1. Champagne Recommendation?
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2. Stemless wine glasses?
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3. Is it proper to invert an empty Champagne bottle into the Ice Bucket?
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4. What is blue wine?
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5. Difference between Pinot Gris & Pinot Grigio?
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6. Wine shops in Paris?
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7. Chianti vs. Chianti Classico?
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8. Serve wine blind at dinner parties?
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9. Wine to match with a curried soup?
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10. Names of Wood Barrels Used in Winemaking?
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Top 10 Blog Postings for 2018!

December 24th, 2018

Always interested in learning which of the IWFS Blogs were visited most during each year. Sometimes your scribe gets carried away with the plethora of older wine treasures he gets a chance to taste but does want to share some of those experiences with you. There is generally a lack of reliable information on the web on how these older classic wines are holding up and the whole issue of whether wines are worth cellaring. Therefore pleased to see that both 20 year old retrospective Bordeaux Left & Right Bank tastings were very popular. Similarly the #1 Chassagne-Montrachet posting highlights an annual feature review of a specific Burgundy region spotlighting a wide range of wines from that region. Overall though we have tried to make the topics diverse and this is reflected in the Top Ten. Hope you continue to enjoy our Blog posted each Monday!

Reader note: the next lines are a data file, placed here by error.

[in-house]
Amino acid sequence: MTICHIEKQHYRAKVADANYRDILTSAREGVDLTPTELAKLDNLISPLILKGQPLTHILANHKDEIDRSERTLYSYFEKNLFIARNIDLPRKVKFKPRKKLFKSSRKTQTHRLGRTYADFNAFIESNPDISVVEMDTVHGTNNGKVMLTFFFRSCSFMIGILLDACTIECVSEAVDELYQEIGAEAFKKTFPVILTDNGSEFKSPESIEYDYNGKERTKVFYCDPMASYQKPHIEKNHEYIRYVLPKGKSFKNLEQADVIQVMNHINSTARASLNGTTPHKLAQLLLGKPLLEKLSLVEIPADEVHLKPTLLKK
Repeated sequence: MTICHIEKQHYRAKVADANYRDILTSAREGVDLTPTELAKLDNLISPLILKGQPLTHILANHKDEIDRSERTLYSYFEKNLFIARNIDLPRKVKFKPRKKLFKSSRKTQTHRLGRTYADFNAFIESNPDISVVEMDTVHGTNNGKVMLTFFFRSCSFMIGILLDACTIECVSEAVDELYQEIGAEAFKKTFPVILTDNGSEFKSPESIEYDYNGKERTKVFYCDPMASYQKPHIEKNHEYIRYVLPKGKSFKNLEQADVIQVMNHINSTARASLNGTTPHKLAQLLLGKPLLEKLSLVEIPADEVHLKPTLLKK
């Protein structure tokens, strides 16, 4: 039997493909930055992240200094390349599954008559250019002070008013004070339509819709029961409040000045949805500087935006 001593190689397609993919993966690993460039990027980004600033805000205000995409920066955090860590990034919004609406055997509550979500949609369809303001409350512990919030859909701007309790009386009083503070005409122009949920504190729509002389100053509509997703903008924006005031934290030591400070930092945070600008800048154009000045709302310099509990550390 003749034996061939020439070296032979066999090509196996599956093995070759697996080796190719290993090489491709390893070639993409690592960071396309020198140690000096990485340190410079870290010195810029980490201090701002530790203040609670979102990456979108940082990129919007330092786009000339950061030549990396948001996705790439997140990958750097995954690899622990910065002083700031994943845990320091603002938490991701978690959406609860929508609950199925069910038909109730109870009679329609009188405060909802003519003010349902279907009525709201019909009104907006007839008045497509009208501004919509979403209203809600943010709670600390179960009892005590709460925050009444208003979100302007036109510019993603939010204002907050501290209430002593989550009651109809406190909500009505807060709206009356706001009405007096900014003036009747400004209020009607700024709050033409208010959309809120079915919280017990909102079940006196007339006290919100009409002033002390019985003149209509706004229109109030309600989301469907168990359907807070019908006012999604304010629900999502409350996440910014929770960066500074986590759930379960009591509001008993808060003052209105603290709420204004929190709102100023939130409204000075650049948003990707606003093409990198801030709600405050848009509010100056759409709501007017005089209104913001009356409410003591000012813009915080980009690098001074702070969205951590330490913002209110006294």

1. PAULEE: CHASSAGNE MONTRACHET
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2. 1998 RIGHT BANK BORDEAUX AT 20 YEARS
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3. 15 Insights from Bordeaux after spending one week in May 2018
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4. 1998 Left Bank Bordeaux At 20 Years
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5. Memorable “Drink or the Sink” Tasting of Old Reds
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6. Searching for Wine Bargains in Maui & Finding World’s Best Value White
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7. Naramata Winery Tour – IWFS Vancouver Branch